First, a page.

(c) Evalottchen - http://www.flickr.com/photos/evalottchen/4443853616/
NB: This is a re-post from a while back, but someone asked me tonight about my teaching style, and this post pretty much sums it up. This one's for you, Daniel Lippman!
Continuing on the "heady week" theme, Friday was simply one one those awesome days. I had a plan going in to English classes on Friday, but our Veteran's Day assembly lopped about twenty minutes off the front end of my seventh grade class. As the class after the assembly was an "open classroom" period, parents showed up in the back of my classroom to watch. No pressure there. Five moms, all less than easily impressed on a good day, waited to see what sort of show I'd put on for them.
At these times, I find it's best to let the class evolve organically rather than attempt to shoehorn fifty minutes of material into thirty minutes of class time. In other words, ladies and gentlemen, welcome to the Improv! Time to go with the flow. That's right. I went all Mihaly Csikszentmihalyi on their asses.
I quickly gave the weekly spelling quiz of ten commonly misspelled words (the word "misspelled" happens to be one of them), and launched in to the final cultural literacy tidbit of the week, the poem "Ozymandias." I mentioned last week in "Things Fall Apart" that I had decided to scrap the whole Victorian novel theme and go with Yeats, "Second Coming," Things Fall Apart, and "Ozymandias" in order to soothe my own soul on the heels of a crappy week. I have to admit, I was also curious about whether or not my students could synthesize these topics into a coherent thematic journey come Friday.
Before reading "Ozymandias," I asked them to re-cap the week's cultural literacy for me. They had to explain each tidbit, then figure out how to move from one item to the next in a way that made sense. Why might Chinua Achebe choose a quote from Yeats' "Second Coming" as a title for a novel set in Nigeria?They had decided to define the "center" that cannot hold in "Second Coming" as "humanity" as it relates to the ethical standards of a society, they did a great job of tying that loss of humanity to what happened to the Igbo people as a result of the intrusion of Christian missionaries - or any European colonialists, for that matter. They had not read Achebe's book, I simply gave them a brief synopsis and let their brains run amok.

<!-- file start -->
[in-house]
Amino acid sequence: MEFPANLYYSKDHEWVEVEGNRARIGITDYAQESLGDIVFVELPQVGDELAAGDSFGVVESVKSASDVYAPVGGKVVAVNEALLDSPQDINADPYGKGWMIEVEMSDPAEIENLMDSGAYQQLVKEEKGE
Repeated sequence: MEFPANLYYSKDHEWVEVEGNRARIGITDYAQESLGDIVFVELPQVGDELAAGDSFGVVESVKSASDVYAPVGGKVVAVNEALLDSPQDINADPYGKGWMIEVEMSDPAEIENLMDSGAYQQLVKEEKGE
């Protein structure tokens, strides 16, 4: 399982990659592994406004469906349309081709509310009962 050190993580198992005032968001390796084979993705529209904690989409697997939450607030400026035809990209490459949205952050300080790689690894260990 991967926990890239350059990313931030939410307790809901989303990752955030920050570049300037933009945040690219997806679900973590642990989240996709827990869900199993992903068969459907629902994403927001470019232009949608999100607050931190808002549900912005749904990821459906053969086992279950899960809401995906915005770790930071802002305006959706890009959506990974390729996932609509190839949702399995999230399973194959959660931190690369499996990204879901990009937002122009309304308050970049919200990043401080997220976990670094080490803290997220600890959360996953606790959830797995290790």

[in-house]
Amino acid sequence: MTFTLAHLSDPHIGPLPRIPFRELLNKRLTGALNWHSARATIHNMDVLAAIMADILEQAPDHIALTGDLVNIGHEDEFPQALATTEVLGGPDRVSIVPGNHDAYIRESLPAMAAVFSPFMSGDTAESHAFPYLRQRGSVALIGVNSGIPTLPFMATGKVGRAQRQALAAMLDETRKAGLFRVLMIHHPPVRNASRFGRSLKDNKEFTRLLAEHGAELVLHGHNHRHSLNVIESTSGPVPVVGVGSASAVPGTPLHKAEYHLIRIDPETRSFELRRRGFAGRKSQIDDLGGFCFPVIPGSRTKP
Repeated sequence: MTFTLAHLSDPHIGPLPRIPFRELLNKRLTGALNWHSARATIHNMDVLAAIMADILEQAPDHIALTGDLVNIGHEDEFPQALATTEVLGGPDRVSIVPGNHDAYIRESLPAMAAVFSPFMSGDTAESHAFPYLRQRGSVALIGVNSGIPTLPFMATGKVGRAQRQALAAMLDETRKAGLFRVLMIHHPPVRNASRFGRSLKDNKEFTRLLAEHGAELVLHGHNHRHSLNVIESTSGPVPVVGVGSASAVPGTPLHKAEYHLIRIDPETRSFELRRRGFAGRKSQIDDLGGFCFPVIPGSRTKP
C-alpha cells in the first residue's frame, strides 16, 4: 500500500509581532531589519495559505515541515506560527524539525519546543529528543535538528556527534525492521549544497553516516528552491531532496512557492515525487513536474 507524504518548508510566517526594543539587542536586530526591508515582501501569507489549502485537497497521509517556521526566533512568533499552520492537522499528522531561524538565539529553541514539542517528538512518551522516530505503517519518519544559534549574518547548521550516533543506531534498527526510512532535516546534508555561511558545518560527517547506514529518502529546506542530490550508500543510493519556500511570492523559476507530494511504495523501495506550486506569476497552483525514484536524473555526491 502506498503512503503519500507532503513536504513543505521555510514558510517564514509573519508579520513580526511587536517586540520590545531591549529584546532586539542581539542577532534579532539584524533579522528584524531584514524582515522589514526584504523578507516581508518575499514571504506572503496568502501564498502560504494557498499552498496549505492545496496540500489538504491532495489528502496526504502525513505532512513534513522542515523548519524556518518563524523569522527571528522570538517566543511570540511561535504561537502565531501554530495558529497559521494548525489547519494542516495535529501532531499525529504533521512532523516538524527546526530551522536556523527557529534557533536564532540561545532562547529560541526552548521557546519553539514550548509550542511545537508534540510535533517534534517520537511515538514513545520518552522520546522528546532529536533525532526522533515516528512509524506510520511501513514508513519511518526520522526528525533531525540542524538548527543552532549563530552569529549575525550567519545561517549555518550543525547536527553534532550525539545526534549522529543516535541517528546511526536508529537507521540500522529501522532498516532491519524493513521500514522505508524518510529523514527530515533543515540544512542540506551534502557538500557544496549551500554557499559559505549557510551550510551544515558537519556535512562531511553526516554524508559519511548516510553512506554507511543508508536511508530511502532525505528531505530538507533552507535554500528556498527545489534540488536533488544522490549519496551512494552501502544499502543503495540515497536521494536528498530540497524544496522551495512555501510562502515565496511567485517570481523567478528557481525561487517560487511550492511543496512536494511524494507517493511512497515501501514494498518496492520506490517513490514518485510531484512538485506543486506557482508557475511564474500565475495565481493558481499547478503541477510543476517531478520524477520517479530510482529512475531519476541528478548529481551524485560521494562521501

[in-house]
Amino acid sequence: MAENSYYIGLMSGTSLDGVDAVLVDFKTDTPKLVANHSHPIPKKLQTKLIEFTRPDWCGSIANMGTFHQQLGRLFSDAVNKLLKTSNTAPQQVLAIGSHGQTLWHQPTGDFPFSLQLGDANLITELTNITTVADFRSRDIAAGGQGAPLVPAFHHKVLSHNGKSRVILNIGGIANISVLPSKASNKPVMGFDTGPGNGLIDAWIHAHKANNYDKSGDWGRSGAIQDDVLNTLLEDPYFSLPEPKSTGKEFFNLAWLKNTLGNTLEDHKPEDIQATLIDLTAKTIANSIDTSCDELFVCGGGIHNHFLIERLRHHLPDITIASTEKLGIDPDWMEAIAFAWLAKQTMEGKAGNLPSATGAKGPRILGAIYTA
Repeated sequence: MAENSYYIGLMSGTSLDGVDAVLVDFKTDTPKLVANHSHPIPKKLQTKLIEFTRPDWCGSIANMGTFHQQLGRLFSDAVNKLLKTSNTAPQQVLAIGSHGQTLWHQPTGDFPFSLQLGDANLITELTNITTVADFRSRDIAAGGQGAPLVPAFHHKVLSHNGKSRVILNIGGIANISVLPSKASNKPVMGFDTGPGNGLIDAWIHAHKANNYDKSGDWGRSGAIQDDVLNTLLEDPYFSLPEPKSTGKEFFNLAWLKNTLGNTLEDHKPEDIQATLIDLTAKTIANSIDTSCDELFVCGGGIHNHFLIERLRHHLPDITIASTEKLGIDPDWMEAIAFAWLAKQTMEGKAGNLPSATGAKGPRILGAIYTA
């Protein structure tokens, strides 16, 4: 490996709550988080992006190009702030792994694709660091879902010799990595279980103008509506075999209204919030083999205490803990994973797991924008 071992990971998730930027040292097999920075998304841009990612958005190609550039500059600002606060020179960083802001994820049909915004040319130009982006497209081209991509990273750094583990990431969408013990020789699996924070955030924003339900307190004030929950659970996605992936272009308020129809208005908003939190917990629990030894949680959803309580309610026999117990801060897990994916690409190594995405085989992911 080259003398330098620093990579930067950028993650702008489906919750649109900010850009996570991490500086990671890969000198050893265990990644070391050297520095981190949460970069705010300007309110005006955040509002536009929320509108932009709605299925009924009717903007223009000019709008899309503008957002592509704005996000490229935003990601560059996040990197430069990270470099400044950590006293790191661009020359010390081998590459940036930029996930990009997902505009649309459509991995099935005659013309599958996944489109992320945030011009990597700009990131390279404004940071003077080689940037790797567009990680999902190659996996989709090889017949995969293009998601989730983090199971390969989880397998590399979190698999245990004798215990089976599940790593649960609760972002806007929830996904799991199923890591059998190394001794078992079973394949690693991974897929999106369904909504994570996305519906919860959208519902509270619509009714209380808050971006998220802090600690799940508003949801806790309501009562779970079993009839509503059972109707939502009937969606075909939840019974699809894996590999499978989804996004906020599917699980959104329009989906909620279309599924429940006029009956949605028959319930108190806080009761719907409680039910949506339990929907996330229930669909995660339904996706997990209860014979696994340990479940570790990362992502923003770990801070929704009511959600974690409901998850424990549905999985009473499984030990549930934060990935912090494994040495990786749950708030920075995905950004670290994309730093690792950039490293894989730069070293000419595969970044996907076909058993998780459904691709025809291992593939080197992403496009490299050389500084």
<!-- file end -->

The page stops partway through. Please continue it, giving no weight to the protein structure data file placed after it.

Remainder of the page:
Once they figured out why I had presented those four items together in one week, I moved on and pointed out that Shelley also wrote a little poem called "Prometheus Unbound." My students really know their mythology, so we talked about why he would be bound in the first place and what it might mean to unbind him. Then, I mentioned that Shelley was married to another Shelley - Ms. Mary - and that she was inspired to write Frankenstein at the same time her husband was writing "Prometheus Unbound." And that Dickens took inspiration from Frankenstein when he wrote Great Expectations.
Talk amongst yourselves. I'll give you a topic: These works are thematically related. Discuss.
I look at them and they look at me. For what seems like a wee bit too long.
Suddenly a gasp, and an arm flies up. Arnold Horseshack is in the house.
"Oh! Oh! I know! Prometheus made people, Dr. Frankenstein made the monster, and Miss Havisham made Estella!" This all tumbles out in one breath, so fast that some students have to ask their neighbors what the heck he said.
"Nice. Great first step. And what are people trying to be when they go about creating?"
Hands shoot up all over the place and one kid can't help but blurt out, "Gods!"
We finally get around to the other creator - Magwich - and his creation, Pip the gentleman. A couple of weeks ago, I'd asked them why they thought Magwich went to all that trouble to make Pip a gentleman. They mentioned gratitude, that he saw Pip as a son, that he wanted to show up all of those people who think badly of him because he's a criminal...but I had told them I thought there might be more and asked them to file the discussion away until later. Once we started pulling this this thread on creation and monsters, I felt they could bring the conversation home. And they did. They saw the full spectrum of Magwich's motivations, and we spent some time talking about all the people in literature, mythology, and folklore who come to bad ends when they try to usurp the power of the gods. The short answer? It never ends well.
And the alternate title of Mary Shelley's Frankenstein? The Modern Prometheus. They loved that.
In the last two minutes of class, I opened up Great Expectations and read from chapter 40. Magwich has just revealed himself to Pip, who is clothing and housing him. Pip is sheltering Magwich from the law, but he's still freaked out by the revelation Magwich has lain at Pip's well-shod feet. As Magwich sleeps, Pip describes his feelings:
"The imaginary student pursued by the misshapen creature he had impiously made, was not more wretched than I, pursued by the creature who had made me, and recoiling from him with a stronger repulsion, the more he admired me and the fonder he was of me."
I look up at my students, raise my eyebrows, and close the book. "And that? What you guys just did there? That's where we'll start on Monday, with Flow, Mihaly Csikszentmihalyi, Buddhism and Siddhartha."